Flashback to January’s MusiCares after party at the New York Hilton this past January. Fleetwood Mac had just been honored and played a bunch of songs across the street at Radio City Music Hall with Harry Styles as guest star (they share management).
The crowd from Radio City poured into the Hilton ballroom. A roped off VIP area was set up for the stars of the night. But only one showed: Mick Fleetwood. And he spent nearly two hours on his cell phone, walking back and forth and talking wildly into it. No one from the group joined him. I watched it, everyone at the party was a witness.
Where were Stevie Nicks, John McVie, Christine McVie, Lindsay Buckingham? Why did no one show? Who was Fleetwood yapping at on the phone?
Now we know what was going on: Nicks had turned against Buckingham over a perceived slight on stage. This is according to Buckingham’s just filed lawsuit against Fleetwood. Two days after the Radio City Show, he says, he was fired after 43 years and writing many of their biggest hits. Nicks, Lindsey says, thought Buckingham smirked after her song, “Rhiannon,” was played while they were speaking on stage. Oy vey.
The smirk incident came after a long, failed negotiation to get Fleetwood Mac on the road. Buckingham had recorded a solo album and planned a tour to follow its release. Then the group decided they wanted to go on the road. Buckingham says he asked them to wait until after his tour; they declined. Then he asked to book solo dates on the group’s days off. They said no again.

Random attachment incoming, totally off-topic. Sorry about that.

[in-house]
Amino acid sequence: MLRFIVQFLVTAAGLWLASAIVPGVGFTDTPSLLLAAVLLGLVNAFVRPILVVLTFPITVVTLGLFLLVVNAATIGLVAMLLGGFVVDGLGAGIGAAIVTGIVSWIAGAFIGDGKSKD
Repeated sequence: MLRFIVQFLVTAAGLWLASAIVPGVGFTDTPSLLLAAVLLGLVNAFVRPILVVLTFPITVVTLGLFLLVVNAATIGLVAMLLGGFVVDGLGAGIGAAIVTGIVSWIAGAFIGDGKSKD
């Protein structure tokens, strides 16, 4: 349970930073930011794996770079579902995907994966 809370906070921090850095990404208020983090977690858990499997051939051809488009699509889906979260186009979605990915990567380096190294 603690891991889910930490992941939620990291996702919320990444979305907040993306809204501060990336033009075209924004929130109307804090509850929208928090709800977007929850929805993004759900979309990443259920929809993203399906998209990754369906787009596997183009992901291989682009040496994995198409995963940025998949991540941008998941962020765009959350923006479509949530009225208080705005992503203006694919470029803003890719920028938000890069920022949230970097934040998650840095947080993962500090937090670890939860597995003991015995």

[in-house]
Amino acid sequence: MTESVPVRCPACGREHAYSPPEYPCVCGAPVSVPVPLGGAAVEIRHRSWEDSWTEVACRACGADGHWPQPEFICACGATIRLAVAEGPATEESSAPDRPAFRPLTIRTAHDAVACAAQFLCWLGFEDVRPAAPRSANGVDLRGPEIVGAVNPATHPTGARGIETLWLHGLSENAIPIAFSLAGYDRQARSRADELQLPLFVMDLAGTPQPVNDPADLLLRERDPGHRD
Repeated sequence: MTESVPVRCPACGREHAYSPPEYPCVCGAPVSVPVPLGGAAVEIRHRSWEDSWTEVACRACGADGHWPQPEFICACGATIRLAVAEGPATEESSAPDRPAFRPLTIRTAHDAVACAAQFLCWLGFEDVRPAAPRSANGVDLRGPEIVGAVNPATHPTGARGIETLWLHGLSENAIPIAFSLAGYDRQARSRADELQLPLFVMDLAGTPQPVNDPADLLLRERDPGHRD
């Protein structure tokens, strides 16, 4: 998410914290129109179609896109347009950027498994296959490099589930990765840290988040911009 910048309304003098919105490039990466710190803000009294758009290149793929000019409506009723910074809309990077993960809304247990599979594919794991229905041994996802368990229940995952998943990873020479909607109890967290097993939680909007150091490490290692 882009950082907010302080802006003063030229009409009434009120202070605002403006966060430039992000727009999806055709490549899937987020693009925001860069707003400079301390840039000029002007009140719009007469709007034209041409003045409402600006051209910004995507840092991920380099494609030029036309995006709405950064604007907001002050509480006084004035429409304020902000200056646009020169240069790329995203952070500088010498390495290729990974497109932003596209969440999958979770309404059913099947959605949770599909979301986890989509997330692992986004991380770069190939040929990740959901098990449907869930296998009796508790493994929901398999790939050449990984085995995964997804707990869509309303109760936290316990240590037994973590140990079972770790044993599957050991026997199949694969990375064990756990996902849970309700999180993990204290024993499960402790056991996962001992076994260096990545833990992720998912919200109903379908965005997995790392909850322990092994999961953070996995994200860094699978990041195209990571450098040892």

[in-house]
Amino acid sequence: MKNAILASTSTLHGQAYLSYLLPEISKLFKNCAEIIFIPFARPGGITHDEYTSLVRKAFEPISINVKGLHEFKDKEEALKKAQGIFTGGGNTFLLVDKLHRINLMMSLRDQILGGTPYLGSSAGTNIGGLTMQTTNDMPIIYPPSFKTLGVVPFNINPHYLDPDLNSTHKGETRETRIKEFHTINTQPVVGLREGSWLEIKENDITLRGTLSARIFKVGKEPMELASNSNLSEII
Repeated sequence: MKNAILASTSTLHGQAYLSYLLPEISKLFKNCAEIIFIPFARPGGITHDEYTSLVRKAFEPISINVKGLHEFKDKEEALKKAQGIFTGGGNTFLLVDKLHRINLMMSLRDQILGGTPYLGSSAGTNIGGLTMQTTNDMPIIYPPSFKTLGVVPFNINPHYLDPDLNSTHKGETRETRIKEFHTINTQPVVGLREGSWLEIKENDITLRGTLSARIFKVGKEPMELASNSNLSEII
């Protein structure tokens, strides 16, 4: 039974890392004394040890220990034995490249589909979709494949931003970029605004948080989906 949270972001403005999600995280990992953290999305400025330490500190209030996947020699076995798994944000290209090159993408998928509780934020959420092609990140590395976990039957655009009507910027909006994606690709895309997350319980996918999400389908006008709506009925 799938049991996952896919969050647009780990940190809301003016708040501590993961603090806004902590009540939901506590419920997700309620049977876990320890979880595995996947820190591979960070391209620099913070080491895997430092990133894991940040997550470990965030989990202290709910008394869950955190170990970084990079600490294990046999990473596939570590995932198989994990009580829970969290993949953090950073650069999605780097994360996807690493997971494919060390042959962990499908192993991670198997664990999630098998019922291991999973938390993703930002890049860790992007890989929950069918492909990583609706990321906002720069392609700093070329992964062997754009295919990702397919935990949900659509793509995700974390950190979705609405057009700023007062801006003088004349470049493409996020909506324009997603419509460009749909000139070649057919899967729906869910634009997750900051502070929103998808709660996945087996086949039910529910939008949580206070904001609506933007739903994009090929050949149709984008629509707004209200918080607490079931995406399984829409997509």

Fleetwood Mac has always been based on personal conflicts. When Buckingham and Nicks joined the group in 1975, they’d been a couple. The McVies were married to each other. From what anyone can tell, over the last 40 years they’ve all slept with each other, changed loyalties and affiliations. A couple of years ago I ran into Nicks and Fleetwood in New York, and they were a couple. I always thought they were they most self-obsessed, unpleasant group of musicians. They’re a self contained soap opera that has lived on airing their dirty laundry in public. Good grief. All of this comes from the success of just two albums– “Fleetwood Mac” (1975) and “Rumours” (1977) made when Gerald Ford was president.
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